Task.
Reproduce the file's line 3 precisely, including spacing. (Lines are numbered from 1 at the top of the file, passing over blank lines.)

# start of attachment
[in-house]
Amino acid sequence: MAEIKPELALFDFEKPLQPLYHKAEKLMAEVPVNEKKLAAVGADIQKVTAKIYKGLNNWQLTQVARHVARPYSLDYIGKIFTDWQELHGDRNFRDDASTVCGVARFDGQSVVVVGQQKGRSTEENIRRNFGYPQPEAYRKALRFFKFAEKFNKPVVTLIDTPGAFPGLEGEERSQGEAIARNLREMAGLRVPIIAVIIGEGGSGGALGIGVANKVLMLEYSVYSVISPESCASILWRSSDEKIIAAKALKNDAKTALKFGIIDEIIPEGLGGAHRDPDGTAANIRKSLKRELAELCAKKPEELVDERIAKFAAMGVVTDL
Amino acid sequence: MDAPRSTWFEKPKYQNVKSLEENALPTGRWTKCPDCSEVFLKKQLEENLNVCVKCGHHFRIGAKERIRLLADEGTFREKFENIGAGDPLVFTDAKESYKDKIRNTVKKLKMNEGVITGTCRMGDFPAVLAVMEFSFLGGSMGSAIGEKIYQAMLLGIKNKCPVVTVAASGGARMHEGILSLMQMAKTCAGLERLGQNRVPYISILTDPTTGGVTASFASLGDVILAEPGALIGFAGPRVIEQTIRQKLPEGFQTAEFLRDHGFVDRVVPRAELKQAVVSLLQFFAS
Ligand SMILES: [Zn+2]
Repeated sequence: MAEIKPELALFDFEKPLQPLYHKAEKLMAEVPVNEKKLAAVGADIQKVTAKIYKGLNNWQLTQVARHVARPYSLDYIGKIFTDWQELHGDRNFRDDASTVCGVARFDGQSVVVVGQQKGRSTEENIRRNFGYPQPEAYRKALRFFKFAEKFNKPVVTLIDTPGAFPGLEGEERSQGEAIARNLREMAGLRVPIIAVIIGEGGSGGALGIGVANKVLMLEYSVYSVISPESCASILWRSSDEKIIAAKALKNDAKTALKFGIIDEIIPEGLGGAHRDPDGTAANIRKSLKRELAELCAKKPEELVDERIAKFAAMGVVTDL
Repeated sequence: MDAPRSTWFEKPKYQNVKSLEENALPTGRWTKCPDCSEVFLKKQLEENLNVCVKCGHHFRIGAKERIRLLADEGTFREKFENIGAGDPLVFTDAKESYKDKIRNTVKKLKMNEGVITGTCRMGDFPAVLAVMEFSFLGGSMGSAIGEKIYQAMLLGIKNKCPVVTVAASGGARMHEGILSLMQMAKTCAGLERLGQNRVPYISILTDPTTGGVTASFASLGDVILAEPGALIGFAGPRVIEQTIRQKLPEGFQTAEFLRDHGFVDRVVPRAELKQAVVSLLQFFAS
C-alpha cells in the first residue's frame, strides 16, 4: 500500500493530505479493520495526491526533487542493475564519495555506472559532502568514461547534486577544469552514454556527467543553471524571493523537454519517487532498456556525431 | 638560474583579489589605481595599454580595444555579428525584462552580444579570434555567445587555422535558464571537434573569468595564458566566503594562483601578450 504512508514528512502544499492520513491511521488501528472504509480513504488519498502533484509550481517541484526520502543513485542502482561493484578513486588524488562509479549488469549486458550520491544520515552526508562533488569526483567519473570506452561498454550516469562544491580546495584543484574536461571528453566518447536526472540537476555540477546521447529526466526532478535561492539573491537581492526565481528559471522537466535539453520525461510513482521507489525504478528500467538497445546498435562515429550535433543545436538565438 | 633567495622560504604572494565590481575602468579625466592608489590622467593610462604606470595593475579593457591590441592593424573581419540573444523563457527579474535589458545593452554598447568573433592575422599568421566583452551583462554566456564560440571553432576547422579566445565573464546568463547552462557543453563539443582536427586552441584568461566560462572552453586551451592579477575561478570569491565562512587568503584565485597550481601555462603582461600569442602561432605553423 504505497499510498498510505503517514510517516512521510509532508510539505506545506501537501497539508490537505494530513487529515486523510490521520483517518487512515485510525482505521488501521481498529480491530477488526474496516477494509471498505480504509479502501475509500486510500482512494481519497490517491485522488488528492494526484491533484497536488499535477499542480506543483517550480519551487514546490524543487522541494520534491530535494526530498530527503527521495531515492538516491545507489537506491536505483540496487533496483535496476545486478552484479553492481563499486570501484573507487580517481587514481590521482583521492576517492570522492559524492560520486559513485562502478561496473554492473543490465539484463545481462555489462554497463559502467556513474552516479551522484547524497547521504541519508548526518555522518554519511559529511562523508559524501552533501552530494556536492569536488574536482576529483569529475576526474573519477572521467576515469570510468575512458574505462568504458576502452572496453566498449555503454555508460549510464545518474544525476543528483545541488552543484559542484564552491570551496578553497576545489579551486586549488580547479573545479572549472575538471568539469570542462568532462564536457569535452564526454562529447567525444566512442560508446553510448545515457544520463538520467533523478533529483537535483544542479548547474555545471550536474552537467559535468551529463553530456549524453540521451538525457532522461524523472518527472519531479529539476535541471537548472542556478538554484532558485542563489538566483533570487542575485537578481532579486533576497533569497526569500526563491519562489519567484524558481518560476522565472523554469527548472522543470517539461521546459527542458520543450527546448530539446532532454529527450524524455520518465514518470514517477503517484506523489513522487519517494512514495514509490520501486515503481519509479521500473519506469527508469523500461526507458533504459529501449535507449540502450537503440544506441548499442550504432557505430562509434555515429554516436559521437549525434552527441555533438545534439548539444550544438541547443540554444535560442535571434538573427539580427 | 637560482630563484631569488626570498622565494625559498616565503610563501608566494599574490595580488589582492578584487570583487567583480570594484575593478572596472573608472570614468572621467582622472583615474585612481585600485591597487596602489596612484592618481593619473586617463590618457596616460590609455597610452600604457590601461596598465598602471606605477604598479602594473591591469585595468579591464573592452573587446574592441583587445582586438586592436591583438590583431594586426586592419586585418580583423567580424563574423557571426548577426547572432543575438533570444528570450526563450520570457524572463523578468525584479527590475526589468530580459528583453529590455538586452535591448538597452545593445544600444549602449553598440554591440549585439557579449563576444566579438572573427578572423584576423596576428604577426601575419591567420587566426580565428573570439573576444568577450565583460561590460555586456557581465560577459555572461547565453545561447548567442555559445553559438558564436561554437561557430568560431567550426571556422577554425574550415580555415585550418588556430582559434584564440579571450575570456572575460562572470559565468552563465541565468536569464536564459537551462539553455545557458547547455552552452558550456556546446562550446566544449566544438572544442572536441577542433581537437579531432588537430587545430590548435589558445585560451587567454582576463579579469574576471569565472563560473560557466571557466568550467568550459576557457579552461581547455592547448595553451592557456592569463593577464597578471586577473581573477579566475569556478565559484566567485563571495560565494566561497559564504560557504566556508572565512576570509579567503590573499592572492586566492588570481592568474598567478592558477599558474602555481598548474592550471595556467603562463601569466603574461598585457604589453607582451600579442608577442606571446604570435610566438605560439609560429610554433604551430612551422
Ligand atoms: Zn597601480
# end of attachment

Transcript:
Amino acid sequence: MDAPRSTWFEKPKYQNVKSLEENALPTGRWTKCPDCSEVFLKKQLEENLNVCVKCGHHFRIGAKERIRLLADEGTFREKFENIGAGDPLVFTDAKESYKDKIRNTVKKLKMNEGVITGTCRMGDFPAVLAVMEFSFLGGSMGSAIGEKIYQAMLLGIKNKCPVVTVAASGGARMHEGILSLMQMAKTCAGLERLGQNRVPYISILTDPTTGGVTASFASLGDVILAEPGALIGFAGPRVIEQTIRQKLPEGFQTAEFLRDHGFVDRVVPRAELKQAVVSLLQFFAS